Hurrah for gracefully-handled origin stories! That’s certainly what we get in regards to Ghost, Dr. October, and Bobby Chambers in this issue, and for all that, nothing about this issue feels crowded or overly compressed.
Written by Kelly Sue DeConnick
Illustrated by Phil Noto
Ghost finally discovers her true name and identity! As they investigate the mysterious disappearances surrounding a crystal-powered box, Ghost and her accomplices, Vaughn and Tommy, uncover a shocking conspiracy that stretches deep into Chicago’s history of political corruption. The stage is set for Ghost’s confrontation with the demonic mastermind who pulls all the strings–if Doctor October doesn’t get to her first!
So: Vaughn’s tied up in a bed with Dr. October gleefully speechifying at him, letting us know all about she and Chambers’ shared history as she works her way toward the proposition she has in mind. Meanwhile, having discovered her former identity with the help of Tommy, Ghost is starting to remember things — the most important among being how she got dead.
For an issue that revolves around a series of flashbacks, it’s all quite clear and comprehensible, delivering just enough detail at a time to be interesting but not too dense. Stylistically, there’s nothing special going on; we get Dr. October’s narrative captions over the visual for the story she’s telling, and a more immersive, traditional-style flashback for Ghost. But the pacing strikes such an intuitive balance between infodump and spectacle that the issue winds up being a remarkably smooth and enjoyable read.Continued below
The backstory that is being relayed, meanwhile, is novel enough on its own, although never so splashy that you forget you’re reading a flashback. Plus, we get a nice tidbit about the origin of Ghost’s costume at the end.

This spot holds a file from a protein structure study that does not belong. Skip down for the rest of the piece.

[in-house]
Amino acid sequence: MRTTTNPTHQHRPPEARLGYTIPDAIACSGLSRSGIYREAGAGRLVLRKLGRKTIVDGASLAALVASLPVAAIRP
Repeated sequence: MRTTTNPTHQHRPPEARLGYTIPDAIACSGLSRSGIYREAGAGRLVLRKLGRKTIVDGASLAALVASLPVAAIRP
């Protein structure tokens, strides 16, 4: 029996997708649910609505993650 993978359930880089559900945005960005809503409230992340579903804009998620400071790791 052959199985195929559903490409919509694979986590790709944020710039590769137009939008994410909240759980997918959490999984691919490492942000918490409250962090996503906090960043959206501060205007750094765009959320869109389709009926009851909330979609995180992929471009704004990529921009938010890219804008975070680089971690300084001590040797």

The only expository tactic that grates a bit is Dr. October’s speechifying, as it seems she’s telling Vaughn a lot more than he needs to know in order to understand her proposition. This may well not turn out to me the case, of course, and DeConnick is sure to wink at us by having Dr. October refer laughingly to her own “No, Mr. Bond — I expect you to die!” sort of position. It also helps that Dr. October herself is so fun to watch and read. Between her high-flying phrasing and Noto’s campy portrayal — one part posing starlet, one part manic hag — she’s just so gleefully villainous.
As for Ghost’s flashback, the only off note here is Elisa’s sister Margo, who comes across as just a wee bit too bubbly and flaky in terms of both her writing and portrayal. Elisa’s first steps toward her goal in the flashback are laid out believably, though, and spaced out good and widely toward the end of the issue, building up the suspense and getting us ready for what (I’m assuming) will be an action-centred fourth chapter.
I think we can all agree on the awesomeness of Phil Noto’s art, so I won’t labour the point too much here except to say that the character work is as strong as ever and that both Ghost and Past!Elisa are equally compelling — no easy feat, that. The layouts are straightforward but varied, and Noto gets the most out of a demonic double-page spread.
Meanwhile, the colouring comes to the forefront in this issue by helping to differentiate the flashbacks from present day (the latter are mostly in muted blues and reds, the former are as usual). Importantly, Noto knows when to break his own rules, and throw in a neon green panel to break things up, so it’s safe to say this this issue is visually interesting throughout.
And so, and while there’s nothing terribly exceptional or surprising happening in this third issue of “Ghost”, the writing and the art are rock-solid, building up a story that has been near-seamless in execution so far. It looks we have plenty to look forward to from our spectral heroine.
Final Verdict: 8.0 — Buy